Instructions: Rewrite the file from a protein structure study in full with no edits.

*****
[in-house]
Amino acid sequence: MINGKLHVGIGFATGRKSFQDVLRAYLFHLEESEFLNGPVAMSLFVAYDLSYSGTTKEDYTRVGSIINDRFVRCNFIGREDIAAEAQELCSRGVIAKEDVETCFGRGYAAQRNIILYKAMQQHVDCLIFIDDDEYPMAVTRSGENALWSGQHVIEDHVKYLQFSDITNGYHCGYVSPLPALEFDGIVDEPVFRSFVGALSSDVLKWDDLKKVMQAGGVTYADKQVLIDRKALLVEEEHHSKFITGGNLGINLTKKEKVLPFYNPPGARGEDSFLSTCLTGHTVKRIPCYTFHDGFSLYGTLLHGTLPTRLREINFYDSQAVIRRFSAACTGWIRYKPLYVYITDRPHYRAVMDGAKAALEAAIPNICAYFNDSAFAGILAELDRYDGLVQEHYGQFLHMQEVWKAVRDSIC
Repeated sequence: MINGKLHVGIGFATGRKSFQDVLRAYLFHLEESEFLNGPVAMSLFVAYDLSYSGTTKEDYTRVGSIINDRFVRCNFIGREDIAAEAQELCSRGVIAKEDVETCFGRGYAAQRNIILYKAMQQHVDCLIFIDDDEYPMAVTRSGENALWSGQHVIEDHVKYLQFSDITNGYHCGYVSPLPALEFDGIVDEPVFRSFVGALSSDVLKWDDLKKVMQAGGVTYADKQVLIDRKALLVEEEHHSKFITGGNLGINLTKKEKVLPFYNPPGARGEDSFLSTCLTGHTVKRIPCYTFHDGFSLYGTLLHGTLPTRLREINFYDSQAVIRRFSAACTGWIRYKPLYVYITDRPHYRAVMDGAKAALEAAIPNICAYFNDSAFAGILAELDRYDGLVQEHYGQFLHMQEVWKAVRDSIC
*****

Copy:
[in-house]
Amino acid sequence: MINGKLHVGIGFATGRKSFQDVLRAYLFHLEESEFLNGPVAMSLFVAYDLSYSGTTKEDYTRVGSIINDRFVRCNFIGREDIAAEAQELCSRGVIAKEDVETCFGRGYAAQRNIILYKAMQQHVDCLIFIDDDEYPMAVTRSGENALWSGQHVIEDHVKYLQFSDITNGYHCGYVSPLPALEFDGIVDEPVFRSFVGALSSDVLKWDDLKKVMQAGGVTYADKQVLIDRKALLVEEEHHSKFITGGNLGINLTKKEKVLPFYNPPGARGEDSFLSTCLTGHTVKRIPCYTFHDGFSLYGTLLHGTLPTRLREINFYDSQAVIRRFSAACTGWIRYKPLYVYITDRPHYRAVMDGAKAALEAAIPNICAYFNDSAFAGILAELDRYDGLVQEHYGQFLHMQEVWKAVRDSIC
Repeated sequence: MINGKLHVGIGFATGRKSFQDVLRAYLFHLEESEFLNGPVAMSLFVAYDLSYSGTTKEDYTRVGSIINDRFVRCNFIGREDIAAEAQELCSRGVIAKEDVETCFGRGYAAQRNIILYKAMQQHVDCLIFIDDDEYPMAVTRSGENALWSGQHVIEDHVKYLQFSDITNGYHCGYVSPLPALEFDGIVDEPVFRSFVGALSSDVLKWDDLKKVMQAGGVTYADKQVLIDRKALLVEEEHHSKFITGGNLGINLTKKEKVLPFYNPPGARGEDSFLSTCLTGHTVKRIPCYTFHDGFSLYGTLLHGTLPTRLREINFYDSQAVIRRFSAACTGWIRYKPLYVYITDRPHYRAVMDGAKAALEAAIPNICAYFNDSAFAGILAELDRYDGLVQEHYGQFLHMQEVWKAVRDSIC